Justice Wavny Toussaint to the youth: ‘Nothing is impossible’

Justice Wavny Toussaint to the youth: ‘Nothing is impossible’
Justice Wavny Toussaint at the annual event in November 2018 for the Tribune Society Inc., which is an organization of African-American and other minority judicial and non-judicial court personnel.

Trinidadian-born, New York State Supreme Court Justice Wavny Toussaint is urging young people wishing to pursue studies in the law or to seek a judgeship to follow their dreams, stressing that “nothing is impossible.”

“Understand that you have to set your goals and work hard,” said Justice Toussaint in a wide-ranging interview with Caribbean Life on Sunday. “Everything is possible; believe everything is possible.

“There are going to be setbacks,” added Justice Toussaint, considered the first Trinidadian to become a judge in New York. “I’ve had setbacks in my own life. I tell people before I was elected, I ran in 1999. I spent a lot of money; there were many people supporting me. But, despite my failure, I believed I’ll be a great judge.

“So, a few years later, I ran again,” continued Toussaint, who was first elected as a judge in the Civil Court of the City of New York in 2002, and re-elected in 2012.

“I’ve been told I’m a great judge,” she said. “Even those, who were skeptical, came to my court room and said what you do in your court room is exemplary.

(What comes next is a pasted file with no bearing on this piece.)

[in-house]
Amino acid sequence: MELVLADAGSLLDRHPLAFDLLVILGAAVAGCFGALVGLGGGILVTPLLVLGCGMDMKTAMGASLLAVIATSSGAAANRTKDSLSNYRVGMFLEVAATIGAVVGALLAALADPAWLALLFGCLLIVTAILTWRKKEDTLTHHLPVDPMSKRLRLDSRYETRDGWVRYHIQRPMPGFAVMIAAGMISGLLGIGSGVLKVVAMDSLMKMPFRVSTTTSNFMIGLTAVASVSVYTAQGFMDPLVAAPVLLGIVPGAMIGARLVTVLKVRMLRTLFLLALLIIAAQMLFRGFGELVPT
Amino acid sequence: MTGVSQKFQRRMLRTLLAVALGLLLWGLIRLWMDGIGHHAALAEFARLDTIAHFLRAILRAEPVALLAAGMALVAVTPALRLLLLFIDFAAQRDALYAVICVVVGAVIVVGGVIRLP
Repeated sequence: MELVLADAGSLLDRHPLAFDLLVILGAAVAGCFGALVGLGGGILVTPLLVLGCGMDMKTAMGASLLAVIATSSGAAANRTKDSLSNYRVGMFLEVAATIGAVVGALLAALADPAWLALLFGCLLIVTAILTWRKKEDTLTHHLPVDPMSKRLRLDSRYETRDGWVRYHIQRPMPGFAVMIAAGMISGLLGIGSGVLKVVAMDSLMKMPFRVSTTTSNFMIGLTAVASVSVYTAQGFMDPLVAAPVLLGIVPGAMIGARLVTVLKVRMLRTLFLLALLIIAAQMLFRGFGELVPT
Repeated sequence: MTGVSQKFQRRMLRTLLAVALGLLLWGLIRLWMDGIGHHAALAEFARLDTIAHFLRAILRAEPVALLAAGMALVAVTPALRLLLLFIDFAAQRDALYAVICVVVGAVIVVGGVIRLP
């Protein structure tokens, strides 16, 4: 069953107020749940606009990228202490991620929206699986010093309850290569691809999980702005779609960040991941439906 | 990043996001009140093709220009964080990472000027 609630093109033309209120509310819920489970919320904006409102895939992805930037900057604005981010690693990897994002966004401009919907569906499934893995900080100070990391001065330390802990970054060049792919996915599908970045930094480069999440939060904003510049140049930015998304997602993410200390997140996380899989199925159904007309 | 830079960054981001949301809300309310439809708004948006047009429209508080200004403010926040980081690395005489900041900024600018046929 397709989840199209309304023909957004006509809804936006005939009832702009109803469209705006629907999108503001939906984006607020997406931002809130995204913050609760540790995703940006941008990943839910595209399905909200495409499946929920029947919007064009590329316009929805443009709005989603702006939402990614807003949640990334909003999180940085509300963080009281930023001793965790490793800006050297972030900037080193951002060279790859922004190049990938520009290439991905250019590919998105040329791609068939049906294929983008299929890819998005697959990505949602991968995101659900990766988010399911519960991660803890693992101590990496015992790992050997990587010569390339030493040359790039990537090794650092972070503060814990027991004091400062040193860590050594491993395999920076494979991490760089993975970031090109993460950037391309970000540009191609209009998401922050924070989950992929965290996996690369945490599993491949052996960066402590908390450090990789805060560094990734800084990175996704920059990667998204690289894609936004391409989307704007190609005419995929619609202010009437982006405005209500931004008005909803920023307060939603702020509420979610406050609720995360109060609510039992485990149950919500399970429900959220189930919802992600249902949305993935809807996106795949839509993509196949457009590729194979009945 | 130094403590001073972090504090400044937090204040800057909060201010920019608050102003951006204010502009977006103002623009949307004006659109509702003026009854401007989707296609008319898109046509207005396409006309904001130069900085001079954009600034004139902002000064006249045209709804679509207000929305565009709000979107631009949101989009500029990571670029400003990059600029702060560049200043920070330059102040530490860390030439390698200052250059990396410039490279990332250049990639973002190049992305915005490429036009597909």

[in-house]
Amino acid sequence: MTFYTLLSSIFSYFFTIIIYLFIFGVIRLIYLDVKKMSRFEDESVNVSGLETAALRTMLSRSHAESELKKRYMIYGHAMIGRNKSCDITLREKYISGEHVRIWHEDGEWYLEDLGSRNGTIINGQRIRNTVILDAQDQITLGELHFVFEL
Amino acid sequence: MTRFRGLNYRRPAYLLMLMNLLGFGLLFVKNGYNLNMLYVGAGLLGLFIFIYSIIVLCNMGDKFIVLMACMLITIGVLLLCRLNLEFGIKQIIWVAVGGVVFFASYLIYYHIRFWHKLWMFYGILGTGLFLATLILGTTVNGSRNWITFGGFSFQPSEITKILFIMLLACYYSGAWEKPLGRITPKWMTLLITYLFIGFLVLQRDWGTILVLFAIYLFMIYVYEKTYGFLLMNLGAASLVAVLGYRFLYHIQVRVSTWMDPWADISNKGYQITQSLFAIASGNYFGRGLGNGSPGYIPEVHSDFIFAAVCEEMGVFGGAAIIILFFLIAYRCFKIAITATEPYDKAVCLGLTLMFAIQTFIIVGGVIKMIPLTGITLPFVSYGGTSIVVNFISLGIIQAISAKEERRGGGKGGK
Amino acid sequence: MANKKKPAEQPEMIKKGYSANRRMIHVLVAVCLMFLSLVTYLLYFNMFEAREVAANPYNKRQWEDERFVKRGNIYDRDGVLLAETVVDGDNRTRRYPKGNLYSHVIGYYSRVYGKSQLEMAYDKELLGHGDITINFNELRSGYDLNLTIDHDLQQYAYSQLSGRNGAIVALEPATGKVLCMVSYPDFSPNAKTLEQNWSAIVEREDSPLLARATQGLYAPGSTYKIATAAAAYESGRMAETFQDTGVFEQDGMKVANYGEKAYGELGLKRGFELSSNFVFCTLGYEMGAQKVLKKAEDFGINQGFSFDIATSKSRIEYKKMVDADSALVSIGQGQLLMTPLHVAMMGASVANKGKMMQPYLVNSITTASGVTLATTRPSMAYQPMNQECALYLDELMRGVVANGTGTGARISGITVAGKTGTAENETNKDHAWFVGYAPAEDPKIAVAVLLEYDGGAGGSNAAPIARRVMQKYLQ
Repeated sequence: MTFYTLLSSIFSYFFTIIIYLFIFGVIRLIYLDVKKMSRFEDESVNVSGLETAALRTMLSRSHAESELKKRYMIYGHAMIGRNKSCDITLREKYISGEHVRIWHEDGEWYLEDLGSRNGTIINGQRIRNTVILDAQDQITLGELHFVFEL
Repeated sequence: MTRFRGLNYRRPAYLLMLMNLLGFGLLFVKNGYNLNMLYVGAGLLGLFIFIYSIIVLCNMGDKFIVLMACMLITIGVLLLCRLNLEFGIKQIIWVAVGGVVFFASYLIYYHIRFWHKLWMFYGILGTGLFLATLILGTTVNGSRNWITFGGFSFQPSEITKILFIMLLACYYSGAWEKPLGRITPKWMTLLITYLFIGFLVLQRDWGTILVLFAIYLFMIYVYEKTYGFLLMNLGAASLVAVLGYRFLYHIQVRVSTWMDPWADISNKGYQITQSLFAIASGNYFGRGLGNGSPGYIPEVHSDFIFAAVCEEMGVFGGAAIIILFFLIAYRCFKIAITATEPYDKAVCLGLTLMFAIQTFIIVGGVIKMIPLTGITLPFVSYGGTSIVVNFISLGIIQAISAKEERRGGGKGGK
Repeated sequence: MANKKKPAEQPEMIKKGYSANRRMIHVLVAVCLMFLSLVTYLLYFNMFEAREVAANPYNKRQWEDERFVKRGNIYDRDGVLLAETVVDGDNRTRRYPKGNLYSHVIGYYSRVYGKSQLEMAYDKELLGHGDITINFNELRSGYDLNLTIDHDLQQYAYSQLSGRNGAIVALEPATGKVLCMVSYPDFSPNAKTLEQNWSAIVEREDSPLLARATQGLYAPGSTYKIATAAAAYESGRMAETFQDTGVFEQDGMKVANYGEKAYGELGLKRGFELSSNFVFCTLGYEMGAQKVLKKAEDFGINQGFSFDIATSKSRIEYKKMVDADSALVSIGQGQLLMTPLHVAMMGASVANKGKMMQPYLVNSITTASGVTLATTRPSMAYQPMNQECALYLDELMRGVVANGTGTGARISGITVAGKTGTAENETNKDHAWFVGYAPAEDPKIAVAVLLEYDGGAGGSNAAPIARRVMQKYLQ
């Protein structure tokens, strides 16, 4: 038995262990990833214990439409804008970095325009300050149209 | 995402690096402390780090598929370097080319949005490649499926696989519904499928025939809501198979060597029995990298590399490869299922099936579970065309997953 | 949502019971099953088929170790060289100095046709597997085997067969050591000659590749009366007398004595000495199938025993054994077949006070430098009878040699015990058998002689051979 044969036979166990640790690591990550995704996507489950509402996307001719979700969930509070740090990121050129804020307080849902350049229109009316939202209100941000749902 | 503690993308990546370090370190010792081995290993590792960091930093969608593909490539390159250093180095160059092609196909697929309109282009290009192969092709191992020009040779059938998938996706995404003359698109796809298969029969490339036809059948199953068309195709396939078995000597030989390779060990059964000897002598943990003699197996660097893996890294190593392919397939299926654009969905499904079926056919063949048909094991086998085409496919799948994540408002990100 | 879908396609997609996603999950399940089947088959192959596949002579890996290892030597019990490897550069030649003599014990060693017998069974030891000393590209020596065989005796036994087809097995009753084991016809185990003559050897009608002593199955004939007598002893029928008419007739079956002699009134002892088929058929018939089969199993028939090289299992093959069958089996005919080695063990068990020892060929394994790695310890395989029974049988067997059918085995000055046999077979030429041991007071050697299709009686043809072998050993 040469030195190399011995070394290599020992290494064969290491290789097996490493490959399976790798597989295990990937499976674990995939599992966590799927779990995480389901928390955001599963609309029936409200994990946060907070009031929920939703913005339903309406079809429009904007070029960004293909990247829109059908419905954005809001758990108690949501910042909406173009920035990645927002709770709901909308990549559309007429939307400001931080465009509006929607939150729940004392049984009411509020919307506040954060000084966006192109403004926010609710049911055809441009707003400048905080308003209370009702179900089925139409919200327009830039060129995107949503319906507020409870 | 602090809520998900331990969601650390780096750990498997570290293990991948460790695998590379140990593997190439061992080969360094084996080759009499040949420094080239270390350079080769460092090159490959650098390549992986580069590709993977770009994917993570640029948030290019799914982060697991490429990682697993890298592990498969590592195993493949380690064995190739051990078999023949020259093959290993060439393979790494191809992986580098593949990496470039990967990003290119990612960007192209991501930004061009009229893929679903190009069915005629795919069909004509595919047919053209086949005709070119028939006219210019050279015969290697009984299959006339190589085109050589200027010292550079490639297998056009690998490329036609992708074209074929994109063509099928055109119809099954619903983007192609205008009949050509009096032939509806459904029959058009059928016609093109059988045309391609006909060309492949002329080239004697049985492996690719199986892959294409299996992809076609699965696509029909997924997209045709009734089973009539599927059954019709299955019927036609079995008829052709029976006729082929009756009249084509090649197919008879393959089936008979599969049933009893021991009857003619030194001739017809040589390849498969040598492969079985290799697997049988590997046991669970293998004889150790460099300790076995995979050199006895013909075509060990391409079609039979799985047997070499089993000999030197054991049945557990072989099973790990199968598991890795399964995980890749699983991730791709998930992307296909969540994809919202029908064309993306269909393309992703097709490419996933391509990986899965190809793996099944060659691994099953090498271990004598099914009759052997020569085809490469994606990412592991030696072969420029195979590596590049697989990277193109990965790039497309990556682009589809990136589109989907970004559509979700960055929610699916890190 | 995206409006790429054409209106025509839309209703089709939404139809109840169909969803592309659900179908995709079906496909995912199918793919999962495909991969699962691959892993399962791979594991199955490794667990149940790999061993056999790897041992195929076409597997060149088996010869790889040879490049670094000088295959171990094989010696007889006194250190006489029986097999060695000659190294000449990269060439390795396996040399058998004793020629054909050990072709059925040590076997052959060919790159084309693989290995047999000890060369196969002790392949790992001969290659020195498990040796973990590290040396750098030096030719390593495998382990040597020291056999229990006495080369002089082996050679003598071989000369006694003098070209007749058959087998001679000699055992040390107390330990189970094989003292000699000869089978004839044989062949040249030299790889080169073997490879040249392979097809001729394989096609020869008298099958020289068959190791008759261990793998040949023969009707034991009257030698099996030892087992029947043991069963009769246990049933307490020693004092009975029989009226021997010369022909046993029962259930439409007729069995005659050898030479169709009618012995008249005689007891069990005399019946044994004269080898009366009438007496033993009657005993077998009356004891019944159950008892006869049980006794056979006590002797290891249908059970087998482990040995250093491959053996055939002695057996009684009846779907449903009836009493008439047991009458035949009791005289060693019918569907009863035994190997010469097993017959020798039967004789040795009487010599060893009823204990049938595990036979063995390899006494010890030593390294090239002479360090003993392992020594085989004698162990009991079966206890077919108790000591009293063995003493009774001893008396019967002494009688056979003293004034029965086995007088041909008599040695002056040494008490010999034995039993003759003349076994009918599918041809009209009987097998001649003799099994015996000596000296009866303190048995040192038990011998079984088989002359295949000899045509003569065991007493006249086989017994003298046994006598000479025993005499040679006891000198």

“I give God the glory,” added the Christian at the Church of the Nazarene. “And, if we trust Him, his plan is revealed.”

The Harvard University School of Law-trained judge tells the community at large to “remember the court is there to serve the community.

“It’s not there for the judges to be proud with the power they have,” she said. “I encourage members of the community to come in to see what our judges are doing; that’s what keep our feet to the fire. When judges are on the ballot, do your research.

“Judges should respect each individual and be fair,” Justice Toussaint added. “Also remember that compassion is also an essential part of being a judge. The bottom line is: Judges are on the bench to serve the community.”

Justice Toussaint said she migrated to Brooklyn, as a teenager, in 1973, from Barataria, a few miles from Port-of-Spain, the Trinidad and Tobago capital.

After graduating with a Bachelor of Arts degree in Pre-law from City College of New York, she pursued legal studies at Howard University School of Law in Washington, D.C., graduating cum laude with a Juris Doctor degree.

Justice Toussaint is admitted to practice law in New York State, the Southern and Eastern Federal District Courts of New York and the United States Supreme Court.

Prior to her election, Toussaint practiced law for 19 years, serving as an Assistant Corporation Counsel for the City of New York, an associate at a private law firm, managed her own practice, and served in the New York State Unified Court System as a court attorney/law clerk.

Justice Toussaint is currently assigned to Kings County Supreme Court, where she presides over civil trials and manages a general civil inventory of about 1,000 matters.

She said she addresses, among other matters, motor vehicular, New York State Labor Law and medical malpractice cases.

“As a judge, it’s fascinating how much information we learn from the medical field,” she said. “I request from the members from the community to show up as juror. It’s up to the members of the community to evaluate the case. In doing that, we bring credibility.”

From 2010 through 2014, she served as an Acting Supreme Court Justice.